D.V. Fites is named Chairman of the Board.
Caterpillar 777C off-highway trucks during construction of Three Gorges Dam.
Aerial photo of the Kansai International Airport, Osaka, Japan circa 1994.
The enormity of this massive machine becomes apparent when it's photographed with people.
216 skid steer loader at work on a farm.
Assembly workers at a Perkins facility.
G.A. Barton is named Chairman of the Board.
As the massive Three Gorges Dam in China was constructed with the help of Caterpillar machines in the 1990s, the company was busy behind-the-scenes working to support customers. Building off decades of innovation, expertise and focus on the customers, this decade built off the past and continued the company’s course of world-class industry leadership.
Our mining customers were introduced to the new Cat® 797, the world’s largest mechanical drive mining truck. And, in 1998, history was made at bauma Munich, a global trade fair for construction and mining, in Munich, Germany when we announced our new compact construction equipment line. The line included our first models of compact wheel loaders, mini excavators and a purpose-built complementary range of attachments. Another important addition in the ‘90s was Perkins Engines.
Fun Fact: In 1992, the Cat® 992D Wheel Loader was the first rubber-tired loader to be introduced without a steering wheel. It became the first joystick-controlled machine.
|1990||D.V. Fites is named Chairman of the Board.|
|1993||Around 300 Caterpillar machines help construct the Three Gorges Dam in China.|
|1994||Caterpillar machines work on the Kansai International Airport, Osaka, Japan.|
|1998||Caterpillar introduces the world’s largest mechanical drive mining truck – the 797.|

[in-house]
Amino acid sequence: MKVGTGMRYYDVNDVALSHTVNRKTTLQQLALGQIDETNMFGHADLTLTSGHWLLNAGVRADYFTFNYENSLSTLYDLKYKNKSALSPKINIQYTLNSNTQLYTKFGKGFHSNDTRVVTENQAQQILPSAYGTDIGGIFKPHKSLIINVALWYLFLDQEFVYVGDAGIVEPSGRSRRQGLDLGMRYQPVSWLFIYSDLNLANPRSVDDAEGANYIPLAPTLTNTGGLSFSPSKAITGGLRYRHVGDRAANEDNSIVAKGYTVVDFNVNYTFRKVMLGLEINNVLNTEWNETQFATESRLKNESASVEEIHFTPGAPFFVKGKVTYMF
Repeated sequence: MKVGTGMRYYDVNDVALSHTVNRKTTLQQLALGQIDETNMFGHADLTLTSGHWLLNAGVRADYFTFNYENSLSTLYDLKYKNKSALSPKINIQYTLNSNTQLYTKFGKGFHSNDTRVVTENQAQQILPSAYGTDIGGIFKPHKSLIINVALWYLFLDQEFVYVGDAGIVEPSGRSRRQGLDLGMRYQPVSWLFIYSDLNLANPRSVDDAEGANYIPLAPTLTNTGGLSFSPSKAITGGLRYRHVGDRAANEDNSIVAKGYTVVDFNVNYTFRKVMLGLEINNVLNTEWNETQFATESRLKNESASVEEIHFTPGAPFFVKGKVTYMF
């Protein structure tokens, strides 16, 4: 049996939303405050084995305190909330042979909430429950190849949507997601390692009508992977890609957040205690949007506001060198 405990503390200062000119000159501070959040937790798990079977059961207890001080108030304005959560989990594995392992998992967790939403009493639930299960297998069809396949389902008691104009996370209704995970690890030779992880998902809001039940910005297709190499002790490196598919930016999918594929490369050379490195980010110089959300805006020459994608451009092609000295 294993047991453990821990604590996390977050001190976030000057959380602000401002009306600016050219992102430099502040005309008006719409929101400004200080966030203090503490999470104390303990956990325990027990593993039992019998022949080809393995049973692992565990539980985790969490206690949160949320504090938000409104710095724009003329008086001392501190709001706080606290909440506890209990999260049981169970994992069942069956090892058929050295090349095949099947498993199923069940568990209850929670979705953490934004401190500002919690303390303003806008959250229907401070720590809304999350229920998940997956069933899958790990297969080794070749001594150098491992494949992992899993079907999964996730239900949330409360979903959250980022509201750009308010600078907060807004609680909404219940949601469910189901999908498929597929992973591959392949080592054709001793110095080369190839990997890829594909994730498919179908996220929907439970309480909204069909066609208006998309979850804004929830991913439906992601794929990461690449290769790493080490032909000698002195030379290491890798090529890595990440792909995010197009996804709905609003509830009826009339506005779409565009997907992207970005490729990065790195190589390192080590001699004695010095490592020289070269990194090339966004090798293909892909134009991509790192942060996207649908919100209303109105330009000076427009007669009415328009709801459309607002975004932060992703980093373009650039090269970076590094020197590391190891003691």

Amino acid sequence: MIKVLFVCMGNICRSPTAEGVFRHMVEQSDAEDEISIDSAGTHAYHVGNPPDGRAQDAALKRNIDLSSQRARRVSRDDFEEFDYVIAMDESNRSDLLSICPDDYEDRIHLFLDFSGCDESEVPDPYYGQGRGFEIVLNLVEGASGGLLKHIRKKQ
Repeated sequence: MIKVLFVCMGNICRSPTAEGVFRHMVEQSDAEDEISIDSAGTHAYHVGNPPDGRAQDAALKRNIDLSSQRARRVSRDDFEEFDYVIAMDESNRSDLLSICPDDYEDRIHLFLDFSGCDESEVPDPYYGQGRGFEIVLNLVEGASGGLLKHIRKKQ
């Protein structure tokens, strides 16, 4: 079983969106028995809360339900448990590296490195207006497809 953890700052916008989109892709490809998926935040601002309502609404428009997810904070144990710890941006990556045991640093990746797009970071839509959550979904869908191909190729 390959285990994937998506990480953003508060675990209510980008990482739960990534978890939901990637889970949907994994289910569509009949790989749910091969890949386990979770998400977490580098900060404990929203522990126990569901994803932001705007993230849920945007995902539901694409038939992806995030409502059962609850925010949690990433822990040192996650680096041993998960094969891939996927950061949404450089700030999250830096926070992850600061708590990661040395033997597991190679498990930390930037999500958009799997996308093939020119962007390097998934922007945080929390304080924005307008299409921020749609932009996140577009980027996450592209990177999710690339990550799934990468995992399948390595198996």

|1998||Caterpillar introduces a compact construction equipment product line.|
|1998||Caterpillar acquires Varity Perkins and changes the name to Perkins Engines Company Limited in England.|
|1999||G.A. Barton is named Chairman of the Board.|
In 1992, Betty Reed celebrated 50 years at Solar Turbines. She got her start as a General Assembler, deburring cowlings, on November 13, 1942 – the same day as the company’s 15-year anniversary (known at the time as Prudden-San Diego Airplane Company).
Betty would be a part of the Solar team for another 25 years, becoming the first employee to reach 60 years of company service and the longest-serving Solar team members in company history. She broke records and blazed trails in her personal life too – as a motorcycle racer and the first woman on record in California to complete Glider flights!
Throughout her long career, Betty helped build countless turbines – working in stores, braze loading, silver brazing, alloy loading, assembly and spot tacking. Her favorite job? Braze loading – a job that required coating high temperature parts and blades with gold. She was issued 65 grams of gold a day to get the job done. Her way of working? Dedication, a vibrant smile and boundless energy.